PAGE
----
Legal issues[edit]

Cyanamid was involved in the tetracycline litigation.

In its last years, the company was involved in numerous legal issues related to its earlier environmental pollution. During the 1970s, tens of millions of dollars were spent on effluent treatment – such as a $15-million tertiary water treatment plant in Bound Brook, New Jersey, which returned to the Raritan River water that was cleaner than the river itself. Tens of millions more were spent in efforts to clean up large wastewater pools which had decades of accumulation of toxic, carcinogenic, and teratogenic chemicals. These are considered by the U.S. Environmental Protection Agency (EPA) to be among the most toxic chemical waste sites in the U.S. Cyanamid merged with American Home Products in 1994, and AHP changed its name to Wyeth which was then purchased by Pfizer in 2009. Responsibility for the clean-up of these sites remained with the site owner during these corporate transitions.[5][6] Remediation began at Bound Brook in 2007[7] and Pfizer took over the site in 2009.[8]

The 575-acre Superfund site at Bound Brook-Bridgewater had a history of flooding. It was flooded in the 1930s and again in August 1971 during Hurricane Doria, at which time the plant sustained major damage to its facilities and equipment. In 2011, during Hurricane Irene the site once again flooded, but this time all manufacturing had ended and all buildings had been torn down. However, impounds and wastesites remained with consequent leakage of benzene and numerous other chemicals into the Raritan River and adjacent land, apparently including residential sites.[9] Subsequent testing showed no evident danger to humans, but the calamity intensified the extensive cleanup work already underway and the EPA announced another remediation plan for the site in September 2012.[10]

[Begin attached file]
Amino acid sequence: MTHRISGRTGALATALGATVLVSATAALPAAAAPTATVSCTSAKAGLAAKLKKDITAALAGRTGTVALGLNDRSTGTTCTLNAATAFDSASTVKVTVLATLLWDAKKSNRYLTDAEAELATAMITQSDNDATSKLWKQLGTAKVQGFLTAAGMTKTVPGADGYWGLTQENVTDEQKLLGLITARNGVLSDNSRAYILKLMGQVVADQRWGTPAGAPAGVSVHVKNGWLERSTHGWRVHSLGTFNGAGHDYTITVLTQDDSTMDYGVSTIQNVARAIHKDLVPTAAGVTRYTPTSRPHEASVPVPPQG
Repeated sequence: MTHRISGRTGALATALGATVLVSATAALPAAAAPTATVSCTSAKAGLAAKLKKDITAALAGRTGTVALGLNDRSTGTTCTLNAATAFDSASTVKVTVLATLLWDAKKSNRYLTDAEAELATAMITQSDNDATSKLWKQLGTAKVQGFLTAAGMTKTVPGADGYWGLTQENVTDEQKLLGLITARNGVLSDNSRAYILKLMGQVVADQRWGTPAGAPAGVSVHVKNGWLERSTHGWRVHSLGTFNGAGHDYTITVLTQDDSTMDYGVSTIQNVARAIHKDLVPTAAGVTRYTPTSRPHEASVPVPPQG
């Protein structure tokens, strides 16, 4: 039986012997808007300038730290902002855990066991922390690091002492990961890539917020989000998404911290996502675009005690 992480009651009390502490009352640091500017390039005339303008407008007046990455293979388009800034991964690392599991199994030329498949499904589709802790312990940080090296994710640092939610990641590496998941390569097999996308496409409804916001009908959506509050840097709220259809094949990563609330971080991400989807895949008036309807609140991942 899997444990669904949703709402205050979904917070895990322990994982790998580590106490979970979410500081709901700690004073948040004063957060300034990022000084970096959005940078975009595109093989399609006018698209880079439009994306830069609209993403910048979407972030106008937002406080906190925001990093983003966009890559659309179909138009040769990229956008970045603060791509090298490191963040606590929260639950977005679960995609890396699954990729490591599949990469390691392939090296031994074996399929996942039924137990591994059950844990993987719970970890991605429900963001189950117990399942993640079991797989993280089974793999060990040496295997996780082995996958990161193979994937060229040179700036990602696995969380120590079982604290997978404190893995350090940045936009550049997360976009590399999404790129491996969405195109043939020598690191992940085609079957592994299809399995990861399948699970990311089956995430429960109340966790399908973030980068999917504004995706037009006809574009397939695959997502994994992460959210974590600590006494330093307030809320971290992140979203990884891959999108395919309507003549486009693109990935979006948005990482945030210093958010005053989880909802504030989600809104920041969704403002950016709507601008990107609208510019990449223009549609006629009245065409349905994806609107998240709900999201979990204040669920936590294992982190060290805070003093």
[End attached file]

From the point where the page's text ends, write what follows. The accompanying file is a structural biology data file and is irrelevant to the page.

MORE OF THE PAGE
In the United Kingdom, the company was involved in a well-known legal case, American Cyanamid Co. g N°.1) v Ethicon Ltd. (1975), which set the test for awarding an interim injunction in England and Wales and set down what became known to lawyers as the American Cyanamid principles.[11] The American Cyanamid principles are also applied under public procurement law when the high court determines whether to lift the automatic suspension of the power to award a public contract when an application has been made to the court to challenge the lawfulness of a proposed contract award.[12]